A developer proposing a 40-unit condominium complex downtown Long Beach won unanimous approval from the Planning Commission late Thursday to combine three lots now used for parking into one tract, and to eliminate a public alley bisecting the property.
A result of that will be the congested area will lose about 86 parking spaces, an issue that drew some concern from the community. Anne Profit of Long Beach said the city should move forward with deliberation and care.
“We have 86 spaces that are going to be displaced and that includes five for handicap. Those aren’t regularly used but I can tell you that every single space is occupied because I have to hunt for a space for my car,” she said.
Commissioner Jane Templin encouraged the city to find or implement buses or shuttles as an alternative for parking spaces, because not all residents use bicycles.
City Ventures, an eco-friendly real estate company based out of Irvine, won approval to proceed with its development at 227 Elm Ave., situated between Broadway and Third Street.
The three-story townhouses will include one-car garages and 10 exterior parking spaces. Eric Everhart, the vice president of City Ventures, said the complex will be solar efficient with solar panels. The exterior will be decorated with plants such as shrubs and succulents to limit the amount of water used.
Everhart said the townhouses would specifically cater to millennials with its modern decor and location.
“The opportunity presents itself for people to live, work and shop in the area,” he said. “It’s about creating a community with people.”
He also said there would be a focus in hiring local craftsmen before anyone else is considered.
As part of the development, an alley on Maple Way will be eliminated to combine the complex into one tract. A pedestrian pathway through the complex, however, will be made available to the public between 8 a.m. and 10 p.m., even though it is on private property, city officials said.
COMMISSION APPROVES EXPANSION
A Paramount-based industrial facility, Weber Metals, also won unanimous approval Thursday from the Planning Commission to expand its space in North Long Beach by 115,000-square-feet.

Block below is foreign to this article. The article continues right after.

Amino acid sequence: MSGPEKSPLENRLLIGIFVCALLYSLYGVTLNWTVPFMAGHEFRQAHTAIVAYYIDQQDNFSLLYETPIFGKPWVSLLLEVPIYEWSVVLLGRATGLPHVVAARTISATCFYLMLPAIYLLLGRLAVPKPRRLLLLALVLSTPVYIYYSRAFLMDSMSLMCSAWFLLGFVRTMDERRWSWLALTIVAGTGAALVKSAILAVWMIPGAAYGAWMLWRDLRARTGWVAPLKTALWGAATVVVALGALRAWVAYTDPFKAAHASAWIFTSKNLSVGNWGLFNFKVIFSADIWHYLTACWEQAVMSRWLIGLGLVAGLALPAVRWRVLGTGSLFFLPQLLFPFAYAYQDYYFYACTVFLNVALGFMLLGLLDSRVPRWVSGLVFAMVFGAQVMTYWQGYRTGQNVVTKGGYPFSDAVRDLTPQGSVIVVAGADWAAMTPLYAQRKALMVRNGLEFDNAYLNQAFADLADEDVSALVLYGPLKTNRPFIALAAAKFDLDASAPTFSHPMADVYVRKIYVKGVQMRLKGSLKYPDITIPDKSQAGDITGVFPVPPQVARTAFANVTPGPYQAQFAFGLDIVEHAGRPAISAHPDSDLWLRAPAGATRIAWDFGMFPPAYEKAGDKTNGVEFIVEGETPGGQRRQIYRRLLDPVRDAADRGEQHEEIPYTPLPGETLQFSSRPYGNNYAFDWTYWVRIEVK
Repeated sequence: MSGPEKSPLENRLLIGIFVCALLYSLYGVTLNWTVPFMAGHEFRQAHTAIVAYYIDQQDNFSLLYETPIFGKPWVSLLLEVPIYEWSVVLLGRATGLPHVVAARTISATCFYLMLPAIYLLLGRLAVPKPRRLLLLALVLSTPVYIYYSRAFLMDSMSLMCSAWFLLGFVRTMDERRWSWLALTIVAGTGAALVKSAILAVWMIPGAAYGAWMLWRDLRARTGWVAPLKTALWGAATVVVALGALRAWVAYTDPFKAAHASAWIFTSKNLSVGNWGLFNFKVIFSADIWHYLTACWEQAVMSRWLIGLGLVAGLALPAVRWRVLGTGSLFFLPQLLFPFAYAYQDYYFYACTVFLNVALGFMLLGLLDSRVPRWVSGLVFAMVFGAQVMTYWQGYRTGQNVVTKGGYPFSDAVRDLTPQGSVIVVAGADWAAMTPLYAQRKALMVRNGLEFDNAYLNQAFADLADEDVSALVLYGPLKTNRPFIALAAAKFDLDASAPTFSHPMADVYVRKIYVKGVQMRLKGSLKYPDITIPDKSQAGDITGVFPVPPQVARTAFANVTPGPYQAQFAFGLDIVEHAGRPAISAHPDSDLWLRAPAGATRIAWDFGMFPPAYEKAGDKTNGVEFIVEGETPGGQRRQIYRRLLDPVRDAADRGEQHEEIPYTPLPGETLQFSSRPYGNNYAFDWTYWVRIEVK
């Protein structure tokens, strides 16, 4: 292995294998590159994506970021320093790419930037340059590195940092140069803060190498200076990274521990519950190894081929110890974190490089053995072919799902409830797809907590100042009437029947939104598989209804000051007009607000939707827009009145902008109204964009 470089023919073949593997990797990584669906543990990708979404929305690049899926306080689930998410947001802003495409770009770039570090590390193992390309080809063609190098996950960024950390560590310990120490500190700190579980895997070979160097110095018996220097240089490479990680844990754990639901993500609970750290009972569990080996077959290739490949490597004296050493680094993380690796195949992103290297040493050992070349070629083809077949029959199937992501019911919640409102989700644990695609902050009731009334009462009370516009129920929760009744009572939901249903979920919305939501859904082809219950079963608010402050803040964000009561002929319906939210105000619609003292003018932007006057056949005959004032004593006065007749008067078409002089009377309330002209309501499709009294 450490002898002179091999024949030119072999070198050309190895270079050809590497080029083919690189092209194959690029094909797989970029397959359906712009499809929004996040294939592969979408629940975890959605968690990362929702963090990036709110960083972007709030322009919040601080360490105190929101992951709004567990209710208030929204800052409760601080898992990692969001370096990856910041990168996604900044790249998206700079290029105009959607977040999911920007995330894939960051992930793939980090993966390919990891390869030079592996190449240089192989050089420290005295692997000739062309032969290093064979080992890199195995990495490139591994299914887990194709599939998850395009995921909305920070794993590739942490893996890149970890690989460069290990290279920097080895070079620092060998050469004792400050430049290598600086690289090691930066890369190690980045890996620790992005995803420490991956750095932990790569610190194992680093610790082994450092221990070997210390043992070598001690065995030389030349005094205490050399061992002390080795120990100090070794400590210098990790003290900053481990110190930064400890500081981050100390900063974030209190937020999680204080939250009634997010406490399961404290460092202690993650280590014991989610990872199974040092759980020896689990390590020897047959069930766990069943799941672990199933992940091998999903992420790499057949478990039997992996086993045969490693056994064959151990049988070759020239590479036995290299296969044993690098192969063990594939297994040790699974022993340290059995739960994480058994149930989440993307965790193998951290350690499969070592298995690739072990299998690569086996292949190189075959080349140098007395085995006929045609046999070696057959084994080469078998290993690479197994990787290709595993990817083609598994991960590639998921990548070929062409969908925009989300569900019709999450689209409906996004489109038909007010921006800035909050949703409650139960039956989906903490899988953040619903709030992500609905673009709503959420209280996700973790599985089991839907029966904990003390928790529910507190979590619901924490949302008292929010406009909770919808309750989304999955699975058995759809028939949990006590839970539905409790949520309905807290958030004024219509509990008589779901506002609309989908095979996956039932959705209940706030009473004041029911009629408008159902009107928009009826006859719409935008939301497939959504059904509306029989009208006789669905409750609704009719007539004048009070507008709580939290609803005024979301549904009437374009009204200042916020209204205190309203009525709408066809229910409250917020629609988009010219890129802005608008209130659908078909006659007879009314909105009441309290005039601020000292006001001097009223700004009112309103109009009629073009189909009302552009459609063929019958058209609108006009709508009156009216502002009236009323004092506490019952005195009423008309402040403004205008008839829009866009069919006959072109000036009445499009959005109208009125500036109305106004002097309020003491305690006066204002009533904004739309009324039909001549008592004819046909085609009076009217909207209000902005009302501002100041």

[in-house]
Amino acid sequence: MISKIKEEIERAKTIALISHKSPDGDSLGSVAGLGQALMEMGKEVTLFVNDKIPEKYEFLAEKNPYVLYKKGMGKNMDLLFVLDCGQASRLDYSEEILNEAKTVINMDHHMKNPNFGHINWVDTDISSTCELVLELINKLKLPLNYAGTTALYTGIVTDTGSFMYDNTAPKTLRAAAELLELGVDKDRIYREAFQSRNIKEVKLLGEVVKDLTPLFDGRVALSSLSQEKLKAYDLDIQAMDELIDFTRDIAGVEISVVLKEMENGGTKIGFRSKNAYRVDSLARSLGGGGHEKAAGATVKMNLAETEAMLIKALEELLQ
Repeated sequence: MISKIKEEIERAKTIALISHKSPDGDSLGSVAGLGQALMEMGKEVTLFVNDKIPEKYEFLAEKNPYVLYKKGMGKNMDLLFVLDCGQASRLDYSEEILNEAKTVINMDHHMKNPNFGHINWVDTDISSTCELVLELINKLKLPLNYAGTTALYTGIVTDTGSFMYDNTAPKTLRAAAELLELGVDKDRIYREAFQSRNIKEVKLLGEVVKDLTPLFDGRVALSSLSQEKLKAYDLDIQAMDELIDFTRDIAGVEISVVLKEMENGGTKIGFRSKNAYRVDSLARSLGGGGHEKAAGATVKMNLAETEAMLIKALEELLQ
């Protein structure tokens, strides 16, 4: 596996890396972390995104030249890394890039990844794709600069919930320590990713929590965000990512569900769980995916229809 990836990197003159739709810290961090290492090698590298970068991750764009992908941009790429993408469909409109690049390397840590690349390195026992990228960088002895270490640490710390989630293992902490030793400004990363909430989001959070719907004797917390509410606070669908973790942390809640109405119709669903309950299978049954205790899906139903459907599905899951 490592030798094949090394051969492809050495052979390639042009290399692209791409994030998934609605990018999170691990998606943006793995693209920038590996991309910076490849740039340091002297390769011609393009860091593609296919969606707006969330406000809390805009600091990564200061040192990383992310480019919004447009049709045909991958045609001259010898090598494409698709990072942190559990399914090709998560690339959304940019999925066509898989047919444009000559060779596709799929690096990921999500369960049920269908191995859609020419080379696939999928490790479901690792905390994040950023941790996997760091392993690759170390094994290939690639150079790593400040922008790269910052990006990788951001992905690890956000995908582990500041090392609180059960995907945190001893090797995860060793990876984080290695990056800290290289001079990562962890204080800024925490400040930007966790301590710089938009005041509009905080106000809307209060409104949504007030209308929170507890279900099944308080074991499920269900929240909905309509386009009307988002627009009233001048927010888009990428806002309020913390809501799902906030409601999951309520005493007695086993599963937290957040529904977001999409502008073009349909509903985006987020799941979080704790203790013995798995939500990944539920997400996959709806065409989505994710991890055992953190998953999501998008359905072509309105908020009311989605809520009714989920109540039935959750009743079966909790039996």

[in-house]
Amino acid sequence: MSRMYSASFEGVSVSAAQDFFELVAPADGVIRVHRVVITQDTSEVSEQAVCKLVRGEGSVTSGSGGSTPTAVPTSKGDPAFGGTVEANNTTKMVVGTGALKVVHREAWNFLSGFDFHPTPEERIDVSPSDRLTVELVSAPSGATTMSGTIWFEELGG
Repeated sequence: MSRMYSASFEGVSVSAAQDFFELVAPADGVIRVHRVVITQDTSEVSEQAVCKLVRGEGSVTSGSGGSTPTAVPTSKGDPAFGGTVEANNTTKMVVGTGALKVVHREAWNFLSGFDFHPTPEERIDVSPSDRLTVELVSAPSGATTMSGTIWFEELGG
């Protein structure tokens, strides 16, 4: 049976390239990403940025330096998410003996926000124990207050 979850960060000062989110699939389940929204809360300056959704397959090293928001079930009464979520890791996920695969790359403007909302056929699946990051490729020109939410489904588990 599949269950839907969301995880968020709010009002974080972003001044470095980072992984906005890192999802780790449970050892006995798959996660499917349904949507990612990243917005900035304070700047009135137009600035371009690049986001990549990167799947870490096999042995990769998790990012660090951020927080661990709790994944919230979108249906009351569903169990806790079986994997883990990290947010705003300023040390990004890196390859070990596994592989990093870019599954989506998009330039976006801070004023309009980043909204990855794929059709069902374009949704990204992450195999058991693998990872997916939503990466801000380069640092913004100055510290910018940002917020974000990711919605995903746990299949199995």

Weber Metals, which was established in 1962 to create structural components for airplanes such as landing gears and edge frames, will soon begin construction of a 65-foot-tall building at 6976 Cherry Ave. with a 60,000-ton forging press and furnace near the city’s border with Paramount. The area will also include an 85-foot excavation pit needed to separate ground-level activities from extremely hot furnace temperatures that can reach up to 1,700 degrees, according to planning documents.
Doug McIntyre and Justin Owens, Weber Metals representatives, said the company continuously strives to utilize energy efficient equipment, but it would be difficult to estimate how much energy is used considering its use fluctuates each time.
The facility’s new addition of an excavation pit would also help control the noise level of the forging press, company officials said.
Owens said the added features will help increase the company’s employment growth by 59 employees and will also help increase tax revenue within the city – an aspect of the plan Commissioner Andy Perez supported.
The company now occupies about 20 acres of land zoned for industrial uses in Paramount and Long Beach and employs about 470 workers. The company expects that number will increase to 529 in 2016 when work is complete.
Original Article: Presstelegram.com